My breath caught in my throat, my brain was watery and weird and my mouth was dry. I was grieving my mom and Leo, too, and confused about what to do. Meanwhile, I had to make funeral plans for my mom and I had no idea how I would get in touch with his family. I knew it would come to me if I let it be for a few days.
In the meantime, I made a vow that even though I was terrified, I had to share the letter and the emails with his family. I know what it’s like to lose a child to suicide. And I know what it’s like to crave more information when it feels like I don’t have anything. I wanted them to know that he loved them very much and that I knew they loved and cared about him. I wanted them to have his last words because they weren’t for me they were for the people who loved him.
Would they think I was crazy? Would they be angry? Would they blame me?
You never know how someone will react
Especially after a suicide. But I couldn’t let my fears prevent me from sharing this last letter with them. I had to sit with my fears and acknowledge them. Then I had to figure out how to move forward and figure out how to get these last words to them.
I kept checking his mom’s Facebook page and still no message button through the app or through a browser. I decided I would go through the French embassy in Washington DC. I first needed them to confirm his death so I shared everything I had with them.
They got back to me right away and confirmed he had died by suicide. They did get in touch with his mom and delivered what I had sent which was the final letter. Meanwhile, the “friend” button appeared on his mother’s page and I was able to send a request.
By then, his mom had posted his picture and several friends were sending condolences for the death of her son. I held my breath and posted a comment (in French thanks to Google translator), that Leo had reached out to me online. It was a long story but he’d sent the last letter to me.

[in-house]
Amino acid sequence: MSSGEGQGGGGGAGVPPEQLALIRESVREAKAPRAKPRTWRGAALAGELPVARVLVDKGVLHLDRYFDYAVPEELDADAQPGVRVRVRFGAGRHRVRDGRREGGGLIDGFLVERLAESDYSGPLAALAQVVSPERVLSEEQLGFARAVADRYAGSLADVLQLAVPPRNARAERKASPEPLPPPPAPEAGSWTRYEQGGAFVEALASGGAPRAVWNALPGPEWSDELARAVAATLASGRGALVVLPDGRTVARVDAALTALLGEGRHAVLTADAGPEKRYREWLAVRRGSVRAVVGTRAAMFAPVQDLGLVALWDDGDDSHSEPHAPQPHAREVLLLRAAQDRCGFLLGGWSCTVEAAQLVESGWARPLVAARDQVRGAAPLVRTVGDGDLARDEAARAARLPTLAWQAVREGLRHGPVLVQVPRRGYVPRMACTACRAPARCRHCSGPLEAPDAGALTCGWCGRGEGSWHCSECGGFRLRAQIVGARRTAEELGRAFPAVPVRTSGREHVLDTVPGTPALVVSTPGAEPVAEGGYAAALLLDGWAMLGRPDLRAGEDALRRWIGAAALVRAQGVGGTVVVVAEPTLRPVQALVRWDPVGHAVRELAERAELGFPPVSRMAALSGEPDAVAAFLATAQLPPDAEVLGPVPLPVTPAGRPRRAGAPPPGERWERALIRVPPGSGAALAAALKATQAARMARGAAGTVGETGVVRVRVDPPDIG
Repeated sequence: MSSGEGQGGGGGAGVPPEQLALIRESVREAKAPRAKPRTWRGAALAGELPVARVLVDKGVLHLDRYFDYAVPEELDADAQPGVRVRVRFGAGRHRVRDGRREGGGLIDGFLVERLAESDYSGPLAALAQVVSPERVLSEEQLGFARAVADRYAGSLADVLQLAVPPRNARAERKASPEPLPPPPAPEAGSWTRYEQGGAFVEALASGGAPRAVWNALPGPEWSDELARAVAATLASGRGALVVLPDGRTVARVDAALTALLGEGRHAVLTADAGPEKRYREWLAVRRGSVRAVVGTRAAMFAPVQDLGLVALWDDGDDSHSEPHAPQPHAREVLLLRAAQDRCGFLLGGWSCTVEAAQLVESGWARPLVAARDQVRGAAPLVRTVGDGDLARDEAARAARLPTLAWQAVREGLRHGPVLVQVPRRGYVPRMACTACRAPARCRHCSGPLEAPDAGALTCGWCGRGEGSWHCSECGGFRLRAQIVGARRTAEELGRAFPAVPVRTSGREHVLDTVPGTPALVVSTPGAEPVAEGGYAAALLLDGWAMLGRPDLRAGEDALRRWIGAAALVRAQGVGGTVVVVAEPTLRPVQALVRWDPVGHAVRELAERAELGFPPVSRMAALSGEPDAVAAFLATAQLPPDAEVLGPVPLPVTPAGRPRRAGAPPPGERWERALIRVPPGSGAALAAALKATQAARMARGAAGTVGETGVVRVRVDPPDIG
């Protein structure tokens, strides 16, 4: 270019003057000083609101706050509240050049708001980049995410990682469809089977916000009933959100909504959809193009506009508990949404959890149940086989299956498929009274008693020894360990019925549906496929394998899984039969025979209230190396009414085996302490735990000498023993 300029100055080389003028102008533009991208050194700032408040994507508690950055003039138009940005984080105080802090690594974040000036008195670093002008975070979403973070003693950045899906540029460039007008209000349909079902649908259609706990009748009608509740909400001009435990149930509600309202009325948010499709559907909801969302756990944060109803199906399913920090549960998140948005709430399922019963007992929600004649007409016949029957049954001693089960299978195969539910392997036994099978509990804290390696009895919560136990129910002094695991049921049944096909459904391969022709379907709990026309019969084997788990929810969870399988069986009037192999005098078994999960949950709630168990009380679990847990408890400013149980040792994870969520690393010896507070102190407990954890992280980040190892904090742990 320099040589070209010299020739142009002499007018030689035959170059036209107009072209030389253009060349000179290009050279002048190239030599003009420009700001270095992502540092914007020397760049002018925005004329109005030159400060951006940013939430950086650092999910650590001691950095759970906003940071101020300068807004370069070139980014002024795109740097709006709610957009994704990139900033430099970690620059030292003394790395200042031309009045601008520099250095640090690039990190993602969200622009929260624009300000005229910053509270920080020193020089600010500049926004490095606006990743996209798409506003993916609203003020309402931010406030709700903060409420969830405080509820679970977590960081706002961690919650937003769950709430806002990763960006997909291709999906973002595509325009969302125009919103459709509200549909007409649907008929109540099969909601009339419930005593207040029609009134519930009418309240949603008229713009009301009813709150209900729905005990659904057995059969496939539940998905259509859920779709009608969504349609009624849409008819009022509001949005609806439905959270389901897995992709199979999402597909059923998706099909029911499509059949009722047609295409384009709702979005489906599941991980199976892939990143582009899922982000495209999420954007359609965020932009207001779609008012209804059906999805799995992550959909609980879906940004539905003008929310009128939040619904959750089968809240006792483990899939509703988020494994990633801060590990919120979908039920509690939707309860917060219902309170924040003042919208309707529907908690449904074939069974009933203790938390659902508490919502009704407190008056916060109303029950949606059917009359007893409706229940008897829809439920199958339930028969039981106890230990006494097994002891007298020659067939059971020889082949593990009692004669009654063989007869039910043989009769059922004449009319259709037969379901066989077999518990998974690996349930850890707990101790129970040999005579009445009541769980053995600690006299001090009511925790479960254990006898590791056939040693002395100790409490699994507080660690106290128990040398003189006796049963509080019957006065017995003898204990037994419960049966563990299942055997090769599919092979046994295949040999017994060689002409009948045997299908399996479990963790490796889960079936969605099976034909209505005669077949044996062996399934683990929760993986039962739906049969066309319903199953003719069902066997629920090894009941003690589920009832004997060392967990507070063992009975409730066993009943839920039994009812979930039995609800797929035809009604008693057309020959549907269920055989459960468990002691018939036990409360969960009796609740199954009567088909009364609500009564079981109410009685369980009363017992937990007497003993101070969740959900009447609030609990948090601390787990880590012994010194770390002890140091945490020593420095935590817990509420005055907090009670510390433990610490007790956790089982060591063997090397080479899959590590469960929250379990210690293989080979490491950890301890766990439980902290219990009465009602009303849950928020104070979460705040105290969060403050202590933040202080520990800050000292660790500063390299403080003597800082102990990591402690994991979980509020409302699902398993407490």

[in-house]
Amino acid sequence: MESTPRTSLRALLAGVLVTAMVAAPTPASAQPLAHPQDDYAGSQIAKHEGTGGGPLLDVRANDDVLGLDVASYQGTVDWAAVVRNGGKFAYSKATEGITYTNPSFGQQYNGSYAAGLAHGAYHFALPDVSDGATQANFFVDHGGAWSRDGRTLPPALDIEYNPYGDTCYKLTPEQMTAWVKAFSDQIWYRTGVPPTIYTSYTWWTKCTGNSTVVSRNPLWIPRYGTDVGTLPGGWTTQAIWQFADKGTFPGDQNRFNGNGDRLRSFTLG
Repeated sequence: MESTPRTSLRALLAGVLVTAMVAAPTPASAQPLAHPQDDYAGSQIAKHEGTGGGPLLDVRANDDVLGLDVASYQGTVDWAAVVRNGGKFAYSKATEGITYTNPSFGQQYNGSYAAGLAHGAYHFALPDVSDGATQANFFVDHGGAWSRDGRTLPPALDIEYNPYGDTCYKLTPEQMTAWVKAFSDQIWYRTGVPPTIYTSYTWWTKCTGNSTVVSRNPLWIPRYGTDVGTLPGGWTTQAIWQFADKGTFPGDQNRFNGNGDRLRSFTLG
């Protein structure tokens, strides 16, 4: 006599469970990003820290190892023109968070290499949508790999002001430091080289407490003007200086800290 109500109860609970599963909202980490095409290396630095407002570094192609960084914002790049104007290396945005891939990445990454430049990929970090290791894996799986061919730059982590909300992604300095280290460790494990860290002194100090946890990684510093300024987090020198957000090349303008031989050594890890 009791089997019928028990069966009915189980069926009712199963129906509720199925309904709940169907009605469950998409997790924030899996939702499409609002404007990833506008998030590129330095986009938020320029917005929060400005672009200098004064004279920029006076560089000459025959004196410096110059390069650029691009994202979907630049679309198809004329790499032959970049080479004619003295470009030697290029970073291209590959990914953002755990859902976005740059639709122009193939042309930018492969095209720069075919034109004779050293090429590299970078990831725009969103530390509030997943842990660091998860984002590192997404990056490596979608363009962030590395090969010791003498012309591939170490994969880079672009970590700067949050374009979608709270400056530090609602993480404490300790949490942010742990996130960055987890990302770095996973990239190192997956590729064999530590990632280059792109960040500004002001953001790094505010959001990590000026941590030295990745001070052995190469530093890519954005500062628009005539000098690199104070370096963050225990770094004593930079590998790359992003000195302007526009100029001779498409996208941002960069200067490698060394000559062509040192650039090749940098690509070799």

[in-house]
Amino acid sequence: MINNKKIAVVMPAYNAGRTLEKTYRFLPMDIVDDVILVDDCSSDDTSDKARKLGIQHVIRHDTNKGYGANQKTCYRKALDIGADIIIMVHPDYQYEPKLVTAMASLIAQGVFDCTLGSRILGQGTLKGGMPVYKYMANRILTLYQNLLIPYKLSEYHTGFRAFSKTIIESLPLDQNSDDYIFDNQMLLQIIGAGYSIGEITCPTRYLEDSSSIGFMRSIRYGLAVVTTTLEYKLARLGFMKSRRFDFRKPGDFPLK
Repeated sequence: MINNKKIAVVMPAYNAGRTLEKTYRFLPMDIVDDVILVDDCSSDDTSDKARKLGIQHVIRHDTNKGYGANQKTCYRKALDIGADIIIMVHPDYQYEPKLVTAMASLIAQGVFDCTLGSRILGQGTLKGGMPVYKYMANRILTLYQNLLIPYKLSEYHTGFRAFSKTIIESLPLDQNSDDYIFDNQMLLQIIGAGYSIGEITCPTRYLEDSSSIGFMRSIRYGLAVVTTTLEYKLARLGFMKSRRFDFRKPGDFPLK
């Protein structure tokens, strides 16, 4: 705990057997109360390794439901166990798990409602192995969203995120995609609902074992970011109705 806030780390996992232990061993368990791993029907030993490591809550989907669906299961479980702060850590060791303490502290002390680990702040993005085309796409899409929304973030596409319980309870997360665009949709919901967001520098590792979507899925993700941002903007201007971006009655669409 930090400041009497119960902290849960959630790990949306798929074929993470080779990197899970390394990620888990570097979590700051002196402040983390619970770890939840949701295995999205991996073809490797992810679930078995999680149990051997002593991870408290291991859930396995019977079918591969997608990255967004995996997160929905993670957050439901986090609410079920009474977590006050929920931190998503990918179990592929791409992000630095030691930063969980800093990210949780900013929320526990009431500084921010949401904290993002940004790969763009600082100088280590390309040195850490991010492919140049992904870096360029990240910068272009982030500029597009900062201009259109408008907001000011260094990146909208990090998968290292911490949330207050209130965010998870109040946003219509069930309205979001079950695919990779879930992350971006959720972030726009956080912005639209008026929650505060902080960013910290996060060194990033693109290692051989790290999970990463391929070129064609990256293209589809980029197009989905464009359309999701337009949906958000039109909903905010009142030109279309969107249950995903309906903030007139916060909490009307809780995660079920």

Does that sound bat-sh*t crazy or what? How would you react to that?
I can’t remember if the embassy had sent it to her by then or if I got it to her first. It’s all kind of fuzzy. There was a lot going on in my life at that time. My family was arriving for my mom’s service for one.
His mom was wary of my post but she did answer. I expected that. I’d be wary, too. Some stranger from the USA posted on her page that her son left some lady in the USA a final letter after his suicide.
It really does sound crazy. Why me? It was a lot to explain and I can’t really be sure why either. He had gone missing for several days before he was discovered. That had to be hell to go through.
Eventually, with my sharing the picture he sent, the letter, and the emails, she realized I was legitimate and wanted to know more.
None of Leo’s family members did anything to cause what happened but of course, they were all devastated. The dad ended up writing me a lovely note as did his sister, and his uncle. I was relieved they appreciated the emails and the letter and the last picture. If no one read them or wanted to do that later, that was OK. I remember I couldn’t read all of Charles’ lyrics right away. It took a long time.
So many times I’ve written back and forth with someone in crisis
Years later many of these people write back and say they’ve worked through the dark times and are now OK. But twice out of dozens in the last few years, I lost the person I was corresponding with. Kate, 40+, was the first. Leo was the second and the youngest.
You may be wondering why I do this. Because more often than not, listening and responding works.
Sometimes it doesn’t work out in our favor. I tried. His family tried. I know what to do and say and I know to listen more than anything. But we don’t have control over another human. We can’t do it for them no matter how badly we want to keep someone else alive. Somehow the letter he sent me softened the blunt force trauma of his death by suicide.
His mom reached out and said they spread his ashes in the water. Apparently, Leo loved to swim. Now he is with the dolphins.
RIP Leo. I don’t regret corresponding with you and getting to know you.